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MUP Catalogs


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Series edited by: Robert L. Perkins
Product Code: H351
ISBN: 9780865544406
Product Format: Hardback
Availability: In stock.
Price:  $50.00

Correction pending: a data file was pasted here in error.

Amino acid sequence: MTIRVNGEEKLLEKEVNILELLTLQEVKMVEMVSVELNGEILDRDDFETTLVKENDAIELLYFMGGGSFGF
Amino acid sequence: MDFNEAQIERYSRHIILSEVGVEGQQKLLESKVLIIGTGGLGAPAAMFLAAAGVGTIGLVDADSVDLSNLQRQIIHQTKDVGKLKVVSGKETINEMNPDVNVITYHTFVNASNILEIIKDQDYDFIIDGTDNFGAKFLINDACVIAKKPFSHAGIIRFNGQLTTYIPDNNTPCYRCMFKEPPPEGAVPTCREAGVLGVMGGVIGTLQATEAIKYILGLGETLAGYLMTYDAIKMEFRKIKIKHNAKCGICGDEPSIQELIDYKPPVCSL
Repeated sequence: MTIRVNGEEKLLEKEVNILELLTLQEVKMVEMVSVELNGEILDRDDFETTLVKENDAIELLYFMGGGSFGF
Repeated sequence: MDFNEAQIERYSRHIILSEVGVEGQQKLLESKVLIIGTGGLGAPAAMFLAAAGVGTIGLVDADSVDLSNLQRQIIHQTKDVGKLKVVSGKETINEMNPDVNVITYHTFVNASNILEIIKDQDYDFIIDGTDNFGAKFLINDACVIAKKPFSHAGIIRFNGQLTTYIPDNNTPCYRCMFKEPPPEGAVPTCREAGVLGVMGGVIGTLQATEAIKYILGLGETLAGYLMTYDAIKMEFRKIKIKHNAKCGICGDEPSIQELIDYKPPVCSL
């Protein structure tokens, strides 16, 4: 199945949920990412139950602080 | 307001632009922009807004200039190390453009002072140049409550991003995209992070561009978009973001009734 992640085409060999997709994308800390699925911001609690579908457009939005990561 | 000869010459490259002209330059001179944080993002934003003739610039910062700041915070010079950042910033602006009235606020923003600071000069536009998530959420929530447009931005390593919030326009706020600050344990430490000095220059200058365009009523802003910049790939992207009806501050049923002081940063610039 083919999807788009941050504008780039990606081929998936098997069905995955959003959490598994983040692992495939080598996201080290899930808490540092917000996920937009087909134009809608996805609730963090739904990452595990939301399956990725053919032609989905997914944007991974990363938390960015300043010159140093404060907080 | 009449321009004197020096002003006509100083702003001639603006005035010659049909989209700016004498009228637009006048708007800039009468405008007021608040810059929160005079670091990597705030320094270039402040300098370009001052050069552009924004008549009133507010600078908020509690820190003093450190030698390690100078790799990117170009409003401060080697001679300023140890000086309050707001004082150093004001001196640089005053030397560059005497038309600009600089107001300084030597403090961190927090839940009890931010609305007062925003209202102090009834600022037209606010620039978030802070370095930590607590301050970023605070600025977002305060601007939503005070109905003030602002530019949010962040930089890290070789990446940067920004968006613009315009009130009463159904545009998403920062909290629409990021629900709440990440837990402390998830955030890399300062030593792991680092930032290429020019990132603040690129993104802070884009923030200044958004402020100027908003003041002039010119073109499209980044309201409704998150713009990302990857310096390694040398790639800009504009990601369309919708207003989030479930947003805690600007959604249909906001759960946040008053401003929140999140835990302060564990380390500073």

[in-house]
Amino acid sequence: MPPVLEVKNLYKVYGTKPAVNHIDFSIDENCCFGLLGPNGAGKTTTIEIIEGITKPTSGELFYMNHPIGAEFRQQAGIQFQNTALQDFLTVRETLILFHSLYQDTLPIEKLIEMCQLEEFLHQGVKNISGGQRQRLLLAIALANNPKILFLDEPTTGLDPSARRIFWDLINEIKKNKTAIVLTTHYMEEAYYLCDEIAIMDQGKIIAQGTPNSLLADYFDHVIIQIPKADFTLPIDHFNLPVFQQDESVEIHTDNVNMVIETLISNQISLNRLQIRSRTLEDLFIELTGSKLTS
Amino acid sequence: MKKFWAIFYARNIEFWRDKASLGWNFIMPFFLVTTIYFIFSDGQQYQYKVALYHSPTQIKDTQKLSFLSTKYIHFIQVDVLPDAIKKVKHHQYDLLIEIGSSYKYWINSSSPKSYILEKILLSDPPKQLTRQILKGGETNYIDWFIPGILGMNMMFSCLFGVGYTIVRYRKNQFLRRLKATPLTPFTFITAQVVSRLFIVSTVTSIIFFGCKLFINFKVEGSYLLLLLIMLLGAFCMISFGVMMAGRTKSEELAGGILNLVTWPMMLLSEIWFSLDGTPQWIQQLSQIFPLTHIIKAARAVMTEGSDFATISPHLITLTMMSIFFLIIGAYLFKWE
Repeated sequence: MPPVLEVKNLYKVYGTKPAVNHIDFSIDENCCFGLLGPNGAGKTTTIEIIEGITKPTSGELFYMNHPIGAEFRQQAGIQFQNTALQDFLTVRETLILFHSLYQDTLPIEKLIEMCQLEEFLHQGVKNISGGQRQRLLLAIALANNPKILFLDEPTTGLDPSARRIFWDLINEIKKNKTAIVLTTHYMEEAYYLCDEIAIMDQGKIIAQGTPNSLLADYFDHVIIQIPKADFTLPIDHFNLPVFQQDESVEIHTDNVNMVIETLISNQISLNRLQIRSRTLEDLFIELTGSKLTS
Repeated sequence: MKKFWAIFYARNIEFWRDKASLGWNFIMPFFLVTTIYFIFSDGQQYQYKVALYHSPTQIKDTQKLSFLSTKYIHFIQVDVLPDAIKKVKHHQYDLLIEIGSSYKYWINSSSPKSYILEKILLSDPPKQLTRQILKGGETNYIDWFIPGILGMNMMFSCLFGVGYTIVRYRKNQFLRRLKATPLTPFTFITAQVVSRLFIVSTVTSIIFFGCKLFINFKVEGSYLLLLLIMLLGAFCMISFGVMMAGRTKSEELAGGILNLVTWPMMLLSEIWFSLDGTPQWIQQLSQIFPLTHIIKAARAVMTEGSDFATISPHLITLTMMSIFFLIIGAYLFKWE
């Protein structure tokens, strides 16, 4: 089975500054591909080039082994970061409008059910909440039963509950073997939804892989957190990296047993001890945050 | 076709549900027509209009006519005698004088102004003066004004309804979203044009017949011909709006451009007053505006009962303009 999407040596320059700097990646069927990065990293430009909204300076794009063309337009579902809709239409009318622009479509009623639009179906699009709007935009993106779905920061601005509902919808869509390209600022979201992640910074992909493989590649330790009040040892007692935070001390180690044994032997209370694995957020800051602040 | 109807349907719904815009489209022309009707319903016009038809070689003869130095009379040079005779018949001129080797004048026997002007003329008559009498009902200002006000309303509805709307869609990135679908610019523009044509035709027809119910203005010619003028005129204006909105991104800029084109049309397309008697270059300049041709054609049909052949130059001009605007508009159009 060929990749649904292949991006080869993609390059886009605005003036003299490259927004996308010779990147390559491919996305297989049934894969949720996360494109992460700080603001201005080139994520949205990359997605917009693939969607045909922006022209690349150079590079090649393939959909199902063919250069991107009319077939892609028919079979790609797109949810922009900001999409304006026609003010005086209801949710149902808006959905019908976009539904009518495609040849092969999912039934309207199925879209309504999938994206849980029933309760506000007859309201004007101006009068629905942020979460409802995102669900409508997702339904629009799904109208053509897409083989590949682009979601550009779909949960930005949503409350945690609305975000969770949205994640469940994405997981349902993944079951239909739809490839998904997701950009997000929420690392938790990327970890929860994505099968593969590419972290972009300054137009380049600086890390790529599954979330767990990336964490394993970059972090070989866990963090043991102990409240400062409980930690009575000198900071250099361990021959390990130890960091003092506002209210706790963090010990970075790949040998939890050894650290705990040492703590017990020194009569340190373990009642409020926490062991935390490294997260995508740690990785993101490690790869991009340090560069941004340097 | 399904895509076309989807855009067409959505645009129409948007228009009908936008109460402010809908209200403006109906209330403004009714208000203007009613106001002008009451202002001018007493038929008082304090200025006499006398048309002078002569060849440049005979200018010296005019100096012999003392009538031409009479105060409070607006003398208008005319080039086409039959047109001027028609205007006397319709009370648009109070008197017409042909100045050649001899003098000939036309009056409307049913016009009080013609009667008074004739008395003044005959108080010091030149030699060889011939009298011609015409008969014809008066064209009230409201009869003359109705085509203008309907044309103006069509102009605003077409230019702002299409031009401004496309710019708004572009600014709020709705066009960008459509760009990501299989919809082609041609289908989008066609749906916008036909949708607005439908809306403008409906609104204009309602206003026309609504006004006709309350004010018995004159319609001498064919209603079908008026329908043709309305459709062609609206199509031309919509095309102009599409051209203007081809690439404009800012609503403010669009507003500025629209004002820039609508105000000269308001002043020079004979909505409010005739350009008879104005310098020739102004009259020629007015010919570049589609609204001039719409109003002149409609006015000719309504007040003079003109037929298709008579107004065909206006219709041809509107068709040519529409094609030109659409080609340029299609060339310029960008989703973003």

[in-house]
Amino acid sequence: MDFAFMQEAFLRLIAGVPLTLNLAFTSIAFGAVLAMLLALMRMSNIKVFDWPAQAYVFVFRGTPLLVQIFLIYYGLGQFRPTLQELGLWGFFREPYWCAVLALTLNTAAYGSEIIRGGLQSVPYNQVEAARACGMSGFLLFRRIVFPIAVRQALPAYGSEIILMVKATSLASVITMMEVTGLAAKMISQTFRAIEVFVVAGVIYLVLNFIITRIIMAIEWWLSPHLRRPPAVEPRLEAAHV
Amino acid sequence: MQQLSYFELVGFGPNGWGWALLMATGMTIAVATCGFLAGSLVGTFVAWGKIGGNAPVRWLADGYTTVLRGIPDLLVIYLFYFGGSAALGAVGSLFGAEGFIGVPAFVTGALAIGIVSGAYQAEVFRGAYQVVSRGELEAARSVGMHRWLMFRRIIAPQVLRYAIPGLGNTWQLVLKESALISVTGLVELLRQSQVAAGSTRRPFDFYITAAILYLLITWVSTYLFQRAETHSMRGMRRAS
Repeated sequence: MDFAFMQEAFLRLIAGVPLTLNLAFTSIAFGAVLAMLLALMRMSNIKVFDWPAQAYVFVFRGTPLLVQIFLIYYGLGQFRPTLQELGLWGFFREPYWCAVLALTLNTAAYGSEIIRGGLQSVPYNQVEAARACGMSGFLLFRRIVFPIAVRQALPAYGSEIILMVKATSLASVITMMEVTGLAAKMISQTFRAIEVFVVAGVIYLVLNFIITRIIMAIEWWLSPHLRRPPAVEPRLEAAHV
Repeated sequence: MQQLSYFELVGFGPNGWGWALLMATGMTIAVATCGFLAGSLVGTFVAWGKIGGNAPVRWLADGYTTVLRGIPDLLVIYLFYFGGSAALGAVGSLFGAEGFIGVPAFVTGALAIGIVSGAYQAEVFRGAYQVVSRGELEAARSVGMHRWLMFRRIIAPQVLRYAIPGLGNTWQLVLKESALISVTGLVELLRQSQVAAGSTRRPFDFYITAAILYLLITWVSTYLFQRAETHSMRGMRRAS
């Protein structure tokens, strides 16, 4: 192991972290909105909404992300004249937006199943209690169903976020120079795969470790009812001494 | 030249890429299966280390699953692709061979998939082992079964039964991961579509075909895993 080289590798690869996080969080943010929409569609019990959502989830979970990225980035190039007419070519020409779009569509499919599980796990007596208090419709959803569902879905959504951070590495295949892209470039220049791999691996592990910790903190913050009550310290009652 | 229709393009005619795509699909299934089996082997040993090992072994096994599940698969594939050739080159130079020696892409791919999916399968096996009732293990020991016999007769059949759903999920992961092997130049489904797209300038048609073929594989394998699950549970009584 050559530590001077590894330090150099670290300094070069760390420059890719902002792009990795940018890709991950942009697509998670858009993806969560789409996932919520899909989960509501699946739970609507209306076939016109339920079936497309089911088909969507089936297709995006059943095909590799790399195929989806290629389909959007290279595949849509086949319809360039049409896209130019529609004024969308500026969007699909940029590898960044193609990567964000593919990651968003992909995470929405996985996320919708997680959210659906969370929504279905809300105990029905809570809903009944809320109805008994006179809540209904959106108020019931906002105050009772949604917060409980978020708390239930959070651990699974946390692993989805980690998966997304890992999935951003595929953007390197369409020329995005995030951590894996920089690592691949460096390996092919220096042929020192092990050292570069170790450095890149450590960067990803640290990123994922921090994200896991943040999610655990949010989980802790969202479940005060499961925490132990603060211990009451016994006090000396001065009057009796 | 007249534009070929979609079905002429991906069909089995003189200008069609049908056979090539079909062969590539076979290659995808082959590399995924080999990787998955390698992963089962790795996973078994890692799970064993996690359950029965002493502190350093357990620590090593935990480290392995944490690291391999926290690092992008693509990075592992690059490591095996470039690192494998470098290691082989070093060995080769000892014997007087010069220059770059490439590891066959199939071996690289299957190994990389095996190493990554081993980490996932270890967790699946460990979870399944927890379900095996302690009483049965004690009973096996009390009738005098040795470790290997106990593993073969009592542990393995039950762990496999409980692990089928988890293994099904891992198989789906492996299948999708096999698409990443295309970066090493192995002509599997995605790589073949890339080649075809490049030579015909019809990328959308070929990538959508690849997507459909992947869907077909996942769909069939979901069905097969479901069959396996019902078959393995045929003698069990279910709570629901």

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Soren Kierkegaard's Philosophical Fragments, written under the pseudonym Johannes Climacus, confronts a fundamental issue of Western Religious thought. That issue is the encounter between the Christian religion and philosophic modes of thought. Climacus's examination of the relation of revelation (or faith) and reason (or philosophy) brilliantly combines an interest in the history of hierarchical thinking that characterizes long stretches of the history of philosophy since Plato with an interest in the relation of history and faith that is characteristic of modern times. In Philosophical Fragments these two themes are focused in the figure of Socrates whom Climacus uses as an ideal type or metaphor for the hybrid of modern thought that after Hegel must be called philosophical theology. Klierkegaard accepted with little or no reservation the solutions to the great Christological controversies that led to the development of orthodoxy. At that time the difficulties had been caused by the absolute singularity of the event itself, or as expressed by Paul, the issue was that the Greeks seek wisdom and the Jews a sign. The last thing expected or acceptable religiously by the Greek and Jewish forms of thought was an individual human being who was thought to be the expression of God in the flesh. Both the Greek and Jewish modes of thought found it irrational to claim that this supposed god-in-the-flesh died a felon's death. However, the solutions worked out during the era of the Christological controversies of the first five centuries of the common era had to be reaffirmed and redefined in the modern era in response to the terms of this age. Kierkegaard discovered deep within modern thought the difficulty of understanding the appearance of the God-man for reasons that bear some resemblance to the difficulties faced in the confrontation of the older hierarchical form of thought and the startling novelty of the Christian message. The authors of the articles in this volume take up the issues discussed above along with many others. The cumulative effect of intellectually appropriating their efforts would be, first, an analysis of some of the crucial issues in logical theory, epistemology, personal identity theory, and religious language; and, second, a review of some further episodes in the history of philosophical theology offered here in a reversed chronological order. The contributors make no attempt to become edifying authors, but as one thinks philosophically one thinks about oneself, and that, Socratically, is to be edified.
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